The Curator’s Eye (www.CuratorsEye.com) is pleased to announce the addition of the Arts of the American West category to its encyclopedic offerings. Featuring Native American textiles, contemporary western art, and early western photography, among other items, this category encompasses all that collectors and enthusiasts of the American West will want. The Curator’s Eye launched with the cooperation of multiple leading dealers from across the country.
Contemporary Painting - Ed Mell
The Arts of the American West is headlined by a contemporary oil painting by Ed Mell titled Men of the Desert. This painting features anthropomorphic imagery by the artist, whose figurative work is inspired by the Hopi and Apache Indians. Mell, an accomplished artist and teacher, spent time on Arizona's Colorado Plateau where he reconnected with the land he loved and set his artistic course. Today he paints his well-known landscapes from a studio in the Phoenix area.
Early Western Photography - Edward S. Curtis and Ansel Adams
Also available is a rare gelatin silver print of Edward S. Curtis’ The Scout - Apache, from 1906. This iconic Curtis photograph was made in the high mountains of Apache-land in Arizona. The lone rider, a scout, rides through the arid mountains surrounded by large yucca plants. Edward Curtis is the most widely collected and exhibited fine art photographer in the history of the medium. His work is found in major public and private collections and has been exhibited in over forty countries. Ansel Adams’ seminal photograph of Bridal Veil Fall in Yosemite Valley joins the early western photography.
Native American Pottery - Acoma Water Jar
This is a beautiful old Acoma four-color water jar, created circa 1890s, with vivid color and a warm well handled and used surface. In addition to the four birds, there are rainbow bands, heart-shaped flowers, bisected leaves and berries. The jar also leans a bit, adding a warmth from a time when such an “imperfections” did not detract from a pueblo view of beauty. Our modern exacting standards have led to harsh judgement of modern pottery that is not perfectly symmetrical and finely detailed. This is a fine jar to cherish from a more innocent time.
Traditional Western Art - William Herbert Dunton
The collection also includes an oil painting by the early western artist William Herbert Dunton titled The Glance and painted in 1907. This work, which is in its original frame, was probably created as an illustration for a magazine or book. It was the search for subject material for illustrations of western life that first brought Dunton out West, to Montana, in 1896. For the next fifteen years, he spent every summer traveling the western states, doing sketches that would become the basis for his illustrations.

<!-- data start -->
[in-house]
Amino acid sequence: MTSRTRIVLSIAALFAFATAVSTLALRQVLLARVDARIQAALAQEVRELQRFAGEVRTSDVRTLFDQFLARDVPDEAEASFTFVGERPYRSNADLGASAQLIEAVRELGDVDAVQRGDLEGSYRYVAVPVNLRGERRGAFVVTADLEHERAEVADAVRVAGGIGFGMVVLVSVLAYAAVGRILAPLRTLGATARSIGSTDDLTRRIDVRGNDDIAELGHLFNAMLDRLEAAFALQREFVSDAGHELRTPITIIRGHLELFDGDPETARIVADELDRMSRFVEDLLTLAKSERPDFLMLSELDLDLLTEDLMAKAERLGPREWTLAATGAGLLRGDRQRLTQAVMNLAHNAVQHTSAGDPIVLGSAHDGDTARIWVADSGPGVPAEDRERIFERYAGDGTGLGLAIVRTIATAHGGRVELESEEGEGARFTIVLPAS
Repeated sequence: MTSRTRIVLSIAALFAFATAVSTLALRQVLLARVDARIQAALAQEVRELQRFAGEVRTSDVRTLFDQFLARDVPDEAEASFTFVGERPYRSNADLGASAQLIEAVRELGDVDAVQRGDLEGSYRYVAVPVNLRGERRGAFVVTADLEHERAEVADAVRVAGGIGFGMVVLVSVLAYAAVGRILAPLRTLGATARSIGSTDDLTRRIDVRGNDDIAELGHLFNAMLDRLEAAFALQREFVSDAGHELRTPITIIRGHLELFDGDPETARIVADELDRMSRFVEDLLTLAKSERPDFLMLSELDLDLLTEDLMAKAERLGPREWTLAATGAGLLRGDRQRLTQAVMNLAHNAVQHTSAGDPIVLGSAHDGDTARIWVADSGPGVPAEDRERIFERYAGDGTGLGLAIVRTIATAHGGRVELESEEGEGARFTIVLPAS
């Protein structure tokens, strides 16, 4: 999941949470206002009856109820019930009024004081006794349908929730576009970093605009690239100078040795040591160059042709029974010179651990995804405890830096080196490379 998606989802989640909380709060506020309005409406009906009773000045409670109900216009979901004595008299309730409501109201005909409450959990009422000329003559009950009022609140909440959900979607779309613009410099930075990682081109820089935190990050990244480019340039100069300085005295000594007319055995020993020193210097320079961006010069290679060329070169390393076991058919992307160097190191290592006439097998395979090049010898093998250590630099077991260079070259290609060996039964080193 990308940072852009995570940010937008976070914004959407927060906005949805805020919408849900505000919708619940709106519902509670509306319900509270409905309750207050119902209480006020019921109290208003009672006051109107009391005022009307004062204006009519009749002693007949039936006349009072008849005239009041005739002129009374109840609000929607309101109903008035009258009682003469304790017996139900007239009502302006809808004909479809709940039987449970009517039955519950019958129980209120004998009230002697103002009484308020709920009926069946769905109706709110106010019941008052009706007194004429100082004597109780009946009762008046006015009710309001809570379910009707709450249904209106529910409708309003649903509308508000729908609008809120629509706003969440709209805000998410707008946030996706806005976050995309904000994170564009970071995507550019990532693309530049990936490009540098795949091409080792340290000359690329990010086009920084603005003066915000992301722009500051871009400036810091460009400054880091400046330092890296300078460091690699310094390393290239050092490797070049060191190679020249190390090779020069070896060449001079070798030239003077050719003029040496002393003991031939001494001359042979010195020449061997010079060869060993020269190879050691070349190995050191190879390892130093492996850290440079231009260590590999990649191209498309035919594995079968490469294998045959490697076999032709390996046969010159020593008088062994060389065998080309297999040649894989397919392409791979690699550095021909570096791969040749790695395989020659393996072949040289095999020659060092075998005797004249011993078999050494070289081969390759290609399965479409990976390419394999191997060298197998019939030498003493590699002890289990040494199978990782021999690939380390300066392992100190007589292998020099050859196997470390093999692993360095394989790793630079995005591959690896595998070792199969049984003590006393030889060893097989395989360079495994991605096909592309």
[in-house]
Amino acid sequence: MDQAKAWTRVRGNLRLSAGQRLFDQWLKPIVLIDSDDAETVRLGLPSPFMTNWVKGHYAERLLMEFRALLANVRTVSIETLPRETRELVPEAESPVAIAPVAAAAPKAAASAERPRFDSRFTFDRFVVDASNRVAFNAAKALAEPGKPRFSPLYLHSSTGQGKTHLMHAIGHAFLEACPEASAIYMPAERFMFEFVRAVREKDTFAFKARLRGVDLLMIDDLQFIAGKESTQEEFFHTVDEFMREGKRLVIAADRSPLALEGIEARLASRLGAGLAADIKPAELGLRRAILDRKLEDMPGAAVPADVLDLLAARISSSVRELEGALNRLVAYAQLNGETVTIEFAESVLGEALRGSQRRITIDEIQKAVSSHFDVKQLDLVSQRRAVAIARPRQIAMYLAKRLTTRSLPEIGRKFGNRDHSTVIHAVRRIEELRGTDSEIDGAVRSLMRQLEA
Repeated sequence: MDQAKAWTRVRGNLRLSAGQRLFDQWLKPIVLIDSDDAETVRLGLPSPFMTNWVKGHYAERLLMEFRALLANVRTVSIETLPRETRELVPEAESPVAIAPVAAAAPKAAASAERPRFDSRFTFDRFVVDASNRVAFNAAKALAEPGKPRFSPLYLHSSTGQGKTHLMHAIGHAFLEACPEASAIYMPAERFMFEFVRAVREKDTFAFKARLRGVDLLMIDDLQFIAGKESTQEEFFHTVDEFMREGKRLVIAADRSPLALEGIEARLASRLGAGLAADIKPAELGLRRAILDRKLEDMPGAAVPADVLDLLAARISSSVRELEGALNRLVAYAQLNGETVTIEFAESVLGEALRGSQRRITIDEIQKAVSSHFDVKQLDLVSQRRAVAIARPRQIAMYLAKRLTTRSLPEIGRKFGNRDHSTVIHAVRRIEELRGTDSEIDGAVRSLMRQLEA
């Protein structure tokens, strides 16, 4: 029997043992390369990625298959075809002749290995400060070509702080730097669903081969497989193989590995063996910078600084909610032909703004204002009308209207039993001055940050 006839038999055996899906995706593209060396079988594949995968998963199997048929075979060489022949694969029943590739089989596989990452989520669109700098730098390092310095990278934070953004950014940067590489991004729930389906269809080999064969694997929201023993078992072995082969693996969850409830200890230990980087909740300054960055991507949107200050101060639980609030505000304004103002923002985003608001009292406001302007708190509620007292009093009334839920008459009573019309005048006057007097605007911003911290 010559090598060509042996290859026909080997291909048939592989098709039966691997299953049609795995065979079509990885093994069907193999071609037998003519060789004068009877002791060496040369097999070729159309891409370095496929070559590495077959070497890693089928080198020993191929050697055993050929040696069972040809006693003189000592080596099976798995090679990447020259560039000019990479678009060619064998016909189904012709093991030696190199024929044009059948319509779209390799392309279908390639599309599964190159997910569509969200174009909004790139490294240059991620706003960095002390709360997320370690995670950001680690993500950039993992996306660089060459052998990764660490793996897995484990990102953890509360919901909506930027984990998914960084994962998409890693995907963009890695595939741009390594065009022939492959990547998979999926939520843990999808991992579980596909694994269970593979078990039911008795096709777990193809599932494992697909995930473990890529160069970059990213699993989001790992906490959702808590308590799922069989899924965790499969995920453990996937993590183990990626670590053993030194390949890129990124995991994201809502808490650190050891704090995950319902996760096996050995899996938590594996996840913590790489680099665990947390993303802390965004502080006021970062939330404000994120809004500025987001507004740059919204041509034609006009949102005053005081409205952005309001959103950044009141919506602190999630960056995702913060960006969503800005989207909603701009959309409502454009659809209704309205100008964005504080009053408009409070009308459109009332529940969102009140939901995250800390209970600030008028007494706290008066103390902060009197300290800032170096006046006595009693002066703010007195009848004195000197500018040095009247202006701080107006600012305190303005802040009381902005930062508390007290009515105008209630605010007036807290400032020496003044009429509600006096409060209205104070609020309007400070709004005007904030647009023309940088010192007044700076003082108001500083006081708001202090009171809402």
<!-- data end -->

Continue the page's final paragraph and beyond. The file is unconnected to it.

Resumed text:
Native American Textiles - Pueblo Blanket
On offer is a Pueblo blanket, made between 1880 and 1890, which exhibits a banded design for everyday use. It is soft, with a looser weave. Since the blankets were made to use, not many of them have survived. Some of the rarest weavings are made to wear. The excellent condition of this blanket indicates that it has not been used much. The salmon yarns are aniline dye and others are natural sheep color. Indeed, Navajo weaving is popular partially because its stylistic changes through time to faithfully mirror the social, economic, and political history of the Navajo people themselves.
Traditional Western Art - Gustave Baumann
A woodblock print by master engraver and printmaker Gustave Baumann, Cochiti Ensemble, joins the group of tradition western art. This work, which is in its original frame, is representative of Baumann’s exceptional craftsmanship and iconography. He headed for Taos, New Mexico to visit artist friends, Walter Ufer and Victor Higgins, where intended only to visit, but ended up living in Santa Fe for over 50 years until his death in 1971. Baumann ultimately wrote and illustrated the book Frijoles Canyon Pictographs, which contained his woodcut images of the sacred Indian pictographs of northern New Mexico.
Native American Artifacts - Yavapai Basket and Blackfoot Moccasins
The notable collection of Native American artifacts includes a stunning Yavapai figurative basket, created circa 1900. This basket features snakes, deer, and humans, and has negative designs of made of Devils Claw and Willow. It joins with an excellent and historic pair of beaded moccasins from the Blackfoot tribe, created around 1775. These are beautiful artifacts made of brain-tanned leather and representative of an earlier era.
Spanish Colonial Furniture - Cuzco Armario
This one-of-a-kind masterpiece of a Spanish Colonial Armario was likely carved by Peruvian artisans at the commission of a wealthy patron from the Spanish ruling class. Created in Cuzco circa the 18th century, the monumental piece has an intriguing combination of imagery from its hybrid influences. It was likely used to store and display valuable objects such as silver tableware or religious ceremonial objects.
Native American Textiles - Shiprock Yei
This Shiprock Yei Navajo Textile exhibits an especially beautiful white background Yei with decorative ceremonial figures, corn stalks, and Rainbow Goddess. It was created between 1925 and 1930, and pictorials have always been a favorite item of the tourist trade. The Yei rugs which display a row of ceremonial figures are often surrounded by the Rainbow Goddess. Although these weavings have no particular religious connotation, they are highly appealing as Navajo art. The Navajos have always incorporated items in their life into their pictorials, and their daily scenes of life on the Reservation are especially popular.
The Curator’s Eye is the distinctive online platform for the finest art and antiques from distinguished dealers around the world. To view more exceptional items from the American West, visit www.CuratorsEye.com.
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